About the opera
Noye’s Fludde is a short opera by the British composer Benjamin Britten, written to be performed in a church setting by a combination of amateur and professional musicians. It tells the story of Noah’s Ark, using the text of Chester’s Mystery Plays from 1375, hence the old-fashioned spelling of 'Noah's flood'.
The opera was first performed on 18 June, 1958 at that year's Aldeburgh Festival but from the beginning, Britten specified that the opera should be staged in churches or large halls, not in a theatre. He also always meant it to be performed by children and amateurs, with only the roles of Noye (Noah) and his wife being written to be sung by professionals. The same was true for the musicians, and the score features numerous unconventional instruments to provide particular musical effects, including bugle fanfares and handbell chimes.
Britten took his text primarily from a medieval English mystery or "miracle" play. These were dramatised Bible stories, traditionally performed by members of town guilds in market places on feast days. They covered a whole range of Biblical narratives. This story comes from the Chester cycle, one of only four to survive the 21st century.
The story of Noah and the flood, the third play in the Chester cycle, was originally performed by the city's water-carriers.An unfortunate feature of this play is the depiction of Noah's wife, and by implication women generally, as disobedient, obdurate and finally abusive! The last recorded performance of the play in medieval times was in 1575 in Chester. 500 years laters, the cycle was revived as part of the city's Festival of Britain celebrations in June, 1951.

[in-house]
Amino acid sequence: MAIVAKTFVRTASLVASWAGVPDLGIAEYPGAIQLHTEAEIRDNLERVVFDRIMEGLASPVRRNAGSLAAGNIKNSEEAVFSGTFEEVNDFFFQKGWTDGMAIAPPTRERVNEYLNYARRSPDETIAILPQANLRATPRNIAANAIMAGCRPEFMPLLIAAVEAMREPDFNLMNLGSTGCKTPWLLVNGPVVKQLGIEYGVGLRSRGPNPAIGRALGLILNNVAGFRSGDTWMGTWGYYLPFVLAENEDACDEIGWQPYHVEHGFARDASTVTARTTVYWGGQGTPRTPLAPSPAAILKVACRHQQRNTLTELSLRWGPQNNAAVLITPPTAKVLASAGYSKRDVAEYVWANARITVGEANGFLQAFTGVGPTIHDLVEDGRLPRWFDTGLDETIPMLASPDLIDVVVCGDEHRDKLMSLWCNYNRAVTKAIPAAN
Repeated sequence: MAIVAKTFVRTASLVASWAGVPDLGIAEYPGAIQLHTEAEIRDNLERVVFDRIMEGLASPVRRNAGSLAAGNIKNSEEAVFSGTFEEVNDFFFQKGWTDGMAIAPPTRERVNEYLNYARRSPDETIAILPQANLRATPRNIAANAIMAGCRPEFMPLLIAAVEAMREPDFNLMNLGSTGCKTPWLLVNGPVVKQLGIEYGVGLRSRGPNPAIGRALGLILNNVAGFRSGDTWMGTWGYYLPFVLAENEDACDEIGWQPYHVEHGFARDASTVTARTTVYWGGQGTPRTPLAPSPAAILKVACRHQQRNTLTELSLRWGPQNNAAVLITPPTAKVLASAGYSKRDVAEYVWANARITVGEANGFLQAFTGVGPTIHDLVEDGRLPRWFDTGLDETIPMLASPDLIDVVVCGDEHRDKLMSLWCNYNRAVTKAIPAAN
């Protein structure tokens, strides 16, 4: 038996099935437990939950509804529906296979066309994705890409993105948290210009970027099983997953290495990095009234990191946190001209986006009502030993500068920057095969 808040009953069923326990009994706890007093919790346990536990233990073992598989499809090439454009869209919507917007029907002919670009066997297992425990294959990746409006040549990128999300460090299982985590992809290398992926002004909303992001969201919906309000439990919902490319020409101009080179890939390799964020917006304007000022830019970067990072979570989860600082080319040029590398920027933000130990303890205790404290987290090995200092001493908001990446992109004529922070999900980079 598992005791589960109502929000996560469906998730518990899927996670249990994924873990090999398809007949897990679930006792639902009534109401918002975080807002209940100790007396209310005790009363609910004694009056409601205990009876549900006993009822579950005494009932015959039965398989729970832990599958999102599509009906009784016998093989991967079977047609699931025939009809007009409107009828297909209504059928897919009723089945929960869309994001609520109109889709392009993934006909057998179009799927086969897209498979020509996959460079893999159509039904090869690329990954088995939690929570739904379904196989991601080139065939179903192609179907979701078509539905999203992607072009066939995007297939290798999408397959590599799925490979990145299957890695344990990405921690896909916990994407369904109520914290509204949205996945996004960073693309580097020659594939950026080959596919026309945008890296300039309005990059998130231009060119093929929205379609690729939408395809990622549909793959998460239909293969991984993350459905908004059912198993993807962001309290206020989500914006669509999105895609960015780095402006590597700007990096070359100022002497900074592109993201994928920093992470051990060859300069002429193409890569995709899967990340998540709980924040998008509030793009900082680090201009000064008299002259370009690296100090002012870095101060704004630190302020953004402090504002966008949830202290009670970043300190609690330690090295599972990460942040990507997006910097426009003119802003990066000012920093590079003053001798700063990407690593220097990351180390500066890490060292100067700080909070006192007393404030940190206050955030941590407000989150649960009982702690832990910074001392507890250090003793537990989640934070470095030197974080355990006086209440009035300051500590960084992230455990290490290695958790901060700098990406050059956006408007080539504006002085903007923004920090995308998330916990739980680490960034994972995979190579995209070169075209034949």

By the time he wrote the piece, Benjamin Britten had estbalished himself as a leading English opera composer, with pieces such as 'Peter Grimes' and St Nicolas. In 1957, he was invited to write something for children by the then Head of Schools Broadcasting at Associated Rediffusion, Boris Ford. Britten had already been attracted by the mystery play text and eventually chose Noah and the Flood as a suitable subject.
Britten began detailed planning for the opera in August ,1957, while sailing to Canada for a tour with the English Opera Group. He added three congregational hymns to the revised text, which we shall sing in our performance: "Lord Jesus, think on me"; "Eternal Father, strong to save"; and "The spacious firmament on high".Britten also introduced the repetitive Greek chant "Kyrie eleison" ("Lord, have mercy") at the entry of the animals, and "Alleluias" at their triumphant exit. He finally completed the opera in October, 1958 after moving to The Red House in Aldeburgh, where he would live for the rest of his life. He dedicated the piece to his nephews and nieces, and his godson, Ronald Duncan.
It has since been performed on numerous occasions across the UK and the world.